Gigabyte GA-X38-DQ6: An early look at X38

by Gary Key on 9/4/2007 3:00 AM EST
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26 Comments

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  • BLHealthy4life - Thursday, September 13, 2007 - link

    According to the INQ, this mobo will be available on the 14th, tommorrow.

    I've only found retailers for this board in the UK.

    Anyone been able to find a USA retailer(s) that have this board for preorder?

    Thanks
    Reply
  • TokyoFerret - Tuesday, January 22, 2008 - link

    Are such powerful PSUs utilised in overclocking articles? I am thinking of buying this board and running it with an E6850, 4Gb RAM and a 8800GTX, 2 SATA drives and 3D Galaxy2 water cooling but my PSU is only rated at 500W (Enermax Liberty).

    Should I be buying a new PSU as well? Or try out my current one and upgrade if its voltage seems too unstable...
    Reply
  • TokyoFerret - Tuesday, January 22, 2008 - link

    Correction...

    Are such -> Why are such...
    Reply
  • bigphil1974 - Tuesday, September 11, 2007 - link

    Hi thanks for a great preview

    Would this motherboard pose any problems installing a large heatsink with backplate such as a thermalright ultra 120 extreme as I have seen similar gigabyte products where you cannot install bolt through coolers due to copper blocks on the back of the motherboard.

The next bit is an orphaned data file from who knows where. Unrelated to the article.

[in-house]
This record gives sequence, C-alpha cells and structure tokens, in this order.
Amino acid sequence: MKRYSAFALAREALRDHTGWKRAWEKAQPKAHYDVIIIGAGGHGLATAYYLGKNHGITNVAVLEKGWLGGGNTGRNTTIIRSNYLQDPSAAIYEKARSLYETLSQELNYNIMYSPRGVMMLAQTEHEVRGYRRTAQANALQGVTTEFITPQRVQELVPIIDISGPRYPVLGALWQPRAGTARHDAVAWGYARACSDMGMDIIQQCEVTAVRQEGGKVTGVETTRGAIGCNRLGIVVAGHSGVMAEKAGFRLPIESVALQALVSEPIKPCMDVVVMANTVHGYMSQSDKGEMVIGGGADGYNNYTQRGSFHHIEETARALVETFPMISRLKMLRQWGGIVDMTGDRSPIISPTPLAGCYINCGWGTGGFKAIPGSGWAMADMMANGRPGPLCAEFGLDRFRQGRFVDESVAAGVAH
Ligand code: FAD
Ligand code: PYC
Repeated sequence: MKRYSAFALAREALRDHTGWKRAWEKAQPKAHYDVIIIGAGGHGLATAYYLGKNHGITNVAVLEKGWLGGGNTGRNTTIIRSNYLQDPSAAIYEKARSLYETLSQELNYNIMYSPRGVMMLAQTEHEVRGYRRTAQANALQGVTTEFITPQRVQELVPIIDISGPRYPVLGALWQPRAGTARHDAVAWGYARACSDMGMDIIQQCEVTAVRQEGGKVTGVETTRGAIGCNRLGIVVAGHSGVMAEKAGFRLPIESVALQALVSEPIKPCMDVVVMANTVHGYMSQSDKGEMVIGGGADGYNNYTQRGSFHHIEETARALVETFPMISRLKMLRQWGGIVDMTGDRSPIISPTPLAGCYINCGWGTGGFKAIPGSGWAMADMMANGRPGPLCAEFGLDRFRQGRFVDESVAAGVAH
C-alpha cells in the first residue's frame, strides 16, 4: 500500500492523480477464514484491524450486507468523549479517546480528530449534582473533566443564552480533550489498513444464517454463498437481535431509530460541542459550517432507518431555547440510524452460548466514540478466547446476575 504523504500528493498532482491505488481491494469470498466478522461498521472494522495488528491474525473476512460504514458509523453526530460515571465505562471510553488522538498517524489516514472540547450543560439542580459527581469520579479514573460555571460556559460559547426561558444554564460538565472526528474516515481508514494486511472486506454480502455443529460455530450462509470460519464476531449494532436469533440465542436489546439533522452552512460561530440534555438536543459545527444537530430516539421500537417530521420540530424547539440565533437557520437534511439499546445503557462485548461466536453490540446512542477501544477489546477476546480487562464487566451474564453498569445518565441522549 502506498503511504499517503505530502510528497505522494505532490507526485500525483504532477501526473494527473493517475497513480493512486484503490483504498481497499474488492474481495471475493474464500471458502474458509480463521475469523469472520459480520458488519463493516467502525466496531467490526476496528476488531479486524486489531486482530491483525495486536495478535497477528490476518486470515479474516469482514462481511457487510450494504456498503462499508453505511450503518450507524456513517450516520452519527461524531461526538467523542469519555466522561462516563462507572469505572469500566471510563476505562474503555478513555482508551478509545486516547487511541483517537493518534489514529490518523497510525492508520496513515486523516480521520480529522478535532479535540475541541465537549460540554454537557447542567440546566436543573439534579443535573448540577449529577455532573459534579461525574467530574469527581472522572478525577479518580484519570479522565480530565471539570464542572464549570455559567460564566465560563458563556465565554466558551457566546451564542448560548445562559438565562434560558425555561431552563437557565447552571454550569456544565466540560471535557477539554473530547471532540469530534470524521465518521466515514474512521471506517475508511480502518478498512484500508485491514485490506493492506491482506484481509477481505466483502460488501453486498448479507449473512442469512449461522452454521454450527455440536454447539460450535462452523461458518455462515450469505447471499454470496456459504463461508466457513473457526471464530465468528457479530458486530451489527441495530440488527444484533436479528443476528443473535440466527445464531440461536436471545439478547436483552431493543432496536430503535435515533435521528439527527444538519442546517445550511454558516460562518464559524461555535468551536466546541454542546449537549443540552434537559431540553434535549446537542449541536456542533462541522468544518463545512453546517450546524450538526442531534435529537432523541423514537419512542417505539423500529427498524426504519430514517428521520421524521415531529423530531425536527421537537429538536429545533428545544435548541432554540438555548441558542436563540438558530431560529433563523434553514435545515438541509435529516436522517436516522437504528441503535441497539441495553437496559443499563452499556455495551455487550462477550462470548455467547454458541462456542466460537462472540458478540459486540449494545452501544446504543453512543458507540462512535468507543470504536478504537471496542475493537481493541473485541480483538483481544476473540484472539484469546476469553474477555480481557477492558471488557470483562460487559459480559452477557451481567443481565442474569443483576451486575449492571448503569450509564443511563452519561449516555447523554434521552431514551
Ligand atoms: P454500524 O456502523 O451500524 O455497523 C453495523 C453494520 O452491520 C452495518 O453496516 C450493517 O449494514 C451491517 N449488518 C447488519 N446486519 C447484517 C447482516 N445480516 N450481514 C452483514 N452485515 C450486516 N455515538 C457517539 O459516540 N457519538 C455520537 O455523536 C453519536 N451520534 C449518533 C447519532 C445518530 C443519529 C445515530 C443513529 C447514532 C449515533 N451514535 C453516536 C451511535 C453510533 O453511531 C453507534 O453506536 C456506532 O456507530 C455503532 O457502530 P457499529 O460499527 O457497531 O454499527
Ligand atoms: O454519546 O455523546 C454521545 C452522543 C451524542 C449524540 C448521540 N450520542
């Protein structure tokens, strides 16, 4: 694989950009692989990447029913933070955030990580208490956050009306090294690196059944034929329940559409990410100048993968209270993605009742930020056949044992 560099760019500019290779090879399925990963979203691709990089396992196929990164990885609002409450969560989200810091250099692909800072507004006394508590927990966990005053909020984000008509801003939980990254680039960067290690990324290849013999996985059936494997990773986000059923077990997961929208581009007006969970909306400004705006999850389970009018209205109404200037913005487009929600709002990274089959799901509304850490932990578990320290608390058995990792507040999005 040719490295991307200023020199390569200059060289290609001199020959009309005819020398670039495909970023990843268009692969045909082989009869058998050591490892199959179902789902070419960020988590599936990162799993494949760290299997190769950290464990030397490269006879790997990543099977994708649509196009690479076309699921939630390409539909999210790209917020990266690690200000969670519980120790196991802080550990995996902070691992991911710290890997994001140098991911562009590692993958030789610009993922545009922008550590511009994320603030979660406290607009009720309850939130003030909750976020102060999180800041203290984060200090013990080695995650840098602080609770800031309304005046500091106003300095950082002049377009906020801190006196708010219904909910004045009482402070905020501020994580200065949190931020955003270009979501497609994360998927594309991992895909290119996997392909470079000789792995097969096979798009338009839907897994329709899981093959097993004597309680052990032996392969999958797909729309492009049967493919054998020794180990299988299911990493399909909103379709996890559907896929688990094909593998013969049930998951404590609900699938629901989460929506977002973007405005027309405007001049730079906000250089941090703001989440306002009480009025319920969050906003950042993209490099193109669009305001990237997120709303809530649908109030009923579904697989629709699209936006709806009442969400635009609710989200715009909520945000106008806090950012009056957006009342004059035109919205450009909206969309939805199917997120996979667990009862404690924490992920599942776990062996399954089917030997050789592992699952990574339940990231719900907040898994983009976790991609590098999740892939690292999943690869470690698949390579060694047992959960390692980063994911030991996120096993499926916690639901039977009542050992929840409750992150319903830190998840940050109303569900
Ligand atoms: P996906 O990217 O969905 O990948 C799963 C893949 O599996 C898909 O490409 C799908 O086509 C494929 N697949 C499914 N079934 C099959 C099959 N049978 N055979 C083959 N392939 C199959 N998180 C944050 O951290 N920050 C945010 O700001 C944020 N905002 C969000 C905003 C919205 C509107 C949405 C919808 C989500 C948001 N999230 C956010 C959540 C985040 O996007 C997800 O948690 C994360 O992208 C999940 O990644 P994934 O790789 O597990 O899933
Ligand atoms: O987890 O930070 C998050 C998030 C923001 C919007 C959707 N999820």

Thanks

    Bigphil
    Reply
  • larciel - Wednesday, September 05, 2007 - link

    so not neglectible difference between P35 and X38, just like P965 and x975 weren't that much different.

    Upgrade bug is so addictive but I've learned to avoid it after spending $$$$$$$ just to satisfy my desire that dies the first day I get a new toy, or CPU, or motherboard in this case.
    Reply
  • 457R4LDR34DKN07 - Wednesday, September 05, 2007 - link

    What I want to see is the ASUS ROG Maximus Formula SE. Reply
  • Lord Evermore - Tuesday, September 04, 2007 - link

    Does having more PCIe lanes automatically mean higher power consumption? If they're unused, if you just have the same hardware installed, does power consumption go up significantly just because the lanes are available? I'd assume a small amount but not so much that you'd really notice it unless you actually were taking advantage of the increase. Reply
  • Dawgneck - Tuesday, September 04, 2007 - link

    Gary, can you confirm if the X38 chipset will only support Crossfire, or will it also support SLI? Reply
  • JarredWalton - Tuesday, September 04, 2007 - link

    This is an NVIDIA issue. NVIDIA needs to allow it in their drivers, or the only way to make it work will be hacking drivers. There have been various custom driver releases in the past to get SLI working on certain chipsets - i.e. the Alienware m9750 laptop and other SLI laptops are 945GM chipsets but still support SLI. The real issue here is whether or not Intel will pay NVIDIA... and how much NVIDIA wants to be paid, I would assume.